Tuesday, June 26, 2007

Urushiol and Me: The Poison Ivy Story

We all take things for granted. One thing I used to take for granted was an immunity to poison ivy. It is hard to realize how taken for granted something is until it is taken away. A couple of weeks ago I seemed to have brushed up against some poison ivy. I never knew it and when itchy dots began appearing I spent the first two days treating them as mosquito bites. When it became a rash I realized it was my very first reaction to poison ivy and I did what all afflicted 30-somethings do in this day and age—I consulted the internet. There are many, many poison ivy experts out there willing to offer their online guidance and support. I have entered into a subgroup of American culture—the poison ivy afflicted (let’s call them “PIA”). For every one PIA there are at least five uniquely-discovered remedies to treat poison ivy. Each PIA will start his/her remedy with the disclosure, “man, I didn’t think it would actually work, but I tried it and the poison ivy was cleared up in three days.” They suggest everything from traditional over-the-counter lotions, sprays, gels and creams to common items found in your kitchen or bathroom cabinet. I present here a very brief sampling: vinegar, rubbing alcohol, ammonia, Windex (thanks to “My Big, Fat Greek Wedding”), anti-acne astringent, orange cleaning agents, fresh lemon, ice…)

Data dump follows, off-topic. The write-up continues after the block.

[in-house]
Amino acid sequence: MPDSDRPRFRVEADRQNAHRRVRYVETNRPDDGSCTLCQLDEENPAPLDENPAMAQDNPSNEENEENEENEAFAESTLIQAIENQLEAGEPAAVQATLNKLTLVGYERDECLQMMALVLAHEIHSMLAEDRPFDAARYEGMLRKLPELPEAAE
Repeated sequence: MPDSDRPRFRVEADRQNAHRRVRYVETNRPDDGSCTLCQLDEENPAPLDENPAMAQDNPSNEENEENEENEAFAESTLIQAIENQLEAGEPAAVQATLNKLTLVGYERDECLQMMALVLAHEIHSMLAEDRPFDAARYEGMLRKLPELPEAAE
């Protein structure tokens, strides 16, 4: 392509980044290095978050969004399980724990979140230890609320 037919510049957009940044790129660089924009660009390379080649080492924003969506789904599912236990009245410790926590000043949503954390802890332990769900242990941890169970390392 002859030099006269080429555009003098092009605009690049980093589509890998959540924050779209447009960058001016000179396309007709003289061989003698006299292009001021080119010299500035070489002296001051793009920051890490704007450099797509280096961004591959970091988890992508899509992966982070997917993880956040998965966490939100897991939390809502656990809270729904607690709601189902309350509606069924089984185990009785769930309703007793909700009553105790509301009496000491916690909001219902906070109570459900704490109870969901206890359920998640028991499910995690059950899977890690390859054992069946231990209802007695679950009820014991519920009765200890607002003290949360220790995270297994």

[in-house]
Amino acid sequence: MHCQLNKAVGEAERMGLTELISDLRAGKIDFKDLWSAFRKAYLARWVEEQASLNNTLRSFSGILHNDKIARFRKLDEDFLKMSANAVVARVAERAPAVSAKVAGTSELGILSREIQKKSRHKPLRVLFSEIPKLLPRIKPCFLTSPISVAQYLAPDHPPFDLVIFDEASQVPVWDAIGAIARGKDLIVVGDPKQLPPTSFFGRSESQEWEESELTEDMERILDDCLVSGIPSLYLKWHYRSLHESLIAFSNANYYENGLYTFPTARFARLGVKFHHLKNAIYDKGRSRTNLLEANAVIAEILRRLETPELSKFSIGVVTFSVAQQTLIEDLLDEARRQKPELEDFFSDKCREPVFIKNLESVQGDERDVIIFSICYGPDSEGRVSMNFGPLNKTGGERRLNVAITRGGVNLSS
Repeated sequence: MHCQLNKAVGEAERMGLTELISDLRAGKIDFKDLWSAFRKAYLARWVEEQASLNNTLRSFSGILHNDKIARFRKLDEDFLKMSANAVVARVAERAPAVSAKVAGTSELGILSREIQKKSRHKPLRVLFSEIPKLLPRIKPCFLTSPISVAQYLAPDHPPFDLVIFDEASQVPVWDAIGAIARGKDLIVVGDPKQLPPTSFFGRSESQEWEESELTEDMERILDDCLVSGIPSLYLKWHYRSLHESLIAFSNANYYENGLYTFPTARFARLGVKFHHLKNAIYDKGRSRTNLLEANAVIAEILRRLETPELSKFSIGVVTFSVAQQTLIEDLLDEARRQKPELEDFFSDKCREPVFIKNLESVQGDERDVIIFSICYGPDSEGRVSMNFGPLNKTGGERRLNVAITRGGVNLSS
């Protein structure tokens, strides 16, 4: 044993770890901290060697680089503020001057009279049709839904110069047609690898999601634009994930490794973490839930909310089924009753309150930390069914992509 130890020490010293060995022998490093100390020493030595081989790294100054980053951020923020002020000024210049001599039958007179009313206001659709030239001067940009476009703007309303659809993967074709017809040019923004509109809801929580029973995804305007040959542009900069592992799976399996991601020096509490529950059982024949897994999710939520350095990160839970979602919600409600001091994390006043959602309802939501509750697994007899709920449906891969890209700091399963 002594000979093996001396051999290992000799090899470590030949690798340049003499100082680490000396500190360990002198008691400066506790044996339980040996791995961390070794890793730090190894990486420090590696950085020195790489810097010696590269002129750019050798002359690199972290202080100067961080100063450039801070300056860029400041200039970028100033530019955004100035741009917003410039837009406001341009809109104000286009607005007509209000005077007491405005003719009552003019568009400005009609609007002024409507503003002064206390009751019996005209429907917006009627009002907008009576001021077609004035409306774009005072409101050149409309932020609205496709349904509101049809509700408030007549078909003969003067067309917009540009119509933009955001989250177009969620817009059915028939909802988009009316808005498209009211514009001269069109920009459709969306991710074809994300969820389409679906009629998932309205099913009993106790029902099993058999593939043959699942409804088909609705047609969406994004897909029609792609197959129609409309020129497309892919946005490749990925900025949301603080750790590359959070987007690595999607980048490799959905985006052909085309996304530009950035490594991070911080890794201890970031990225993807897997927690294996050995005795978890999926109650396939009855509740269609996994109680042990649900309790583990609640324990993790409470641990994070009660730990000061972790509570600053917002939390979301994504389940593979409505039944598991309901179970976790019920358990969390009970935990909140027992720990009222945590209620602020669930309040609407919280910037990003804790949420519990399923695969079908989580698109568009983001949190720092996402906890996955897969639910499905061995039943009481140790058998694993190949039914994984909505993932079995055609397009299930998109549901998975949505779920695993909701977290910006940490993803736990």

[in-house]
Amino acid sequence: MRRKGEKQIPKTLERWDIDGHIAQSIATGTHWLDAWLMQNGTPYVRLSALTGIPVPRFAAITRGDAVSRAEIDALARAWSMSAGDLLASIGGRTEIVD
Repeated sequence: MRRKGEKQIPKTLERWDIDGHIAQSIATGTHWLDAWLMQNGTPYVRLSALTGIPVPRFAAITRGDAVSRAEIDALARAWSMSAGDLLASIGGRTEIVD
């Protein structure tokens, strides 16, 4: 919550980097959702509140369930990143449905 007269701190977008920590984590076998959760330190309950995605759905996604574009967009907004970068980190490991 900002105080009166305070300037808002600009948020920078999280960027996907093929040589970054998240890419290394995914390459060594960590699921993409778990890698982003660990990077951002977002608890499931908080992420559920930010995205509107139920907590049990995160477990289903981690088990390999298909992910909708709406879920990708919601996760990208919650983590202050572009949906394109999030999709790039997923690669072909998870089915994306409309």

I started with Cortaid lotion which did nothing…except make my legs a little greasy, which enhanced the look of my tan, so I wouldn’t say it did “nothing” but that it did nothing to change the rash’s look or feel. Then I went to calamine lotion. So much for enhancing my tan, because suddenly my legs were a pasty Pepto-Bismol pink color. How’s that for sexy? Sexier is when the leg started to swell up twice its normal size. This prompted my five-year-old nephew to affectionately speak of my “normal” leg as my “little leg.” As in, “hey your little leg has a rash too.” I went awhile with pink and it kind of helped but I still was up all night reapplying (by the way, the claim that it lasts 8-9 hours is a load of crap—my experience was 2-3 hours of relief at most). Meanwhile in all this I am taking an oral over-the-counter anti-allergy pill, a pain reliever and when things were really bad, shots of tequila…okay maybe not the tequila, but the thought crossed my mind. Next I tried the lemon. No help, except a little burning which was a nice distraction from the incessant itching. Then I tried rubbing alcohol which helped a bit but left my skin so dry it felt like it was going to crack if I bent my knee. Meanwhile I’m reading online that until you get rid of all the urushiol (the poison ivy oil) from your furniture, bedding, clothing, etc. that you are basically re-infecting yourself over and over again and since new rashes were appearing, I decided I needed to enter into the suggested regimen of cleaning my clothing and bedding daily and thoroughly disinfecting my apartment (thank God I chose the studio apartment instead of the one-bedroom). I also began bathing myself with dish soap because I read online that dish soap is designed to cut oil and grease which is precisely what I am trying to get rid of. Surely the women at the Clarins counter would panic if they new that that I had interrupted my daily facial routine of their Gel Nettoyant Purifiant pour Peaux Grasses to rigorously scrub with ultra-concentrated, lemon-scented Joy. After about six days, the swelling and itching were so bothersome that I did what my medications had instructed me to do after 7 days of not getting better—I consulted a physician. I was giddy at the thought of what the doctor might be able to do for me because I had read online about the most magical and wonderful of all the remedies, the mother of all anti-itch remedies: the Cortisone Shot. In the 15 minutes or so it took them to order and administer the shot, I imagined the sheer bliss that was just around the corner. A quick shot in the ass and then suddenly all these nagging itches would be gone forever and I could focus simply on the act of healing... Hah! The thing never even softened the itch and the only effect I felt was a slight ache in my back end. Going to the doctor was a good thing though because I learned that I also had an infection in my leg (later both legs) likely caused by itching the oil deeper into my skin. This is the reason my leg was swollen and burning and hurting. The term is cellulitis and I give it special mention here because apparently it can get quite serious. So I got a shot of antibiotic and oral antibiotics.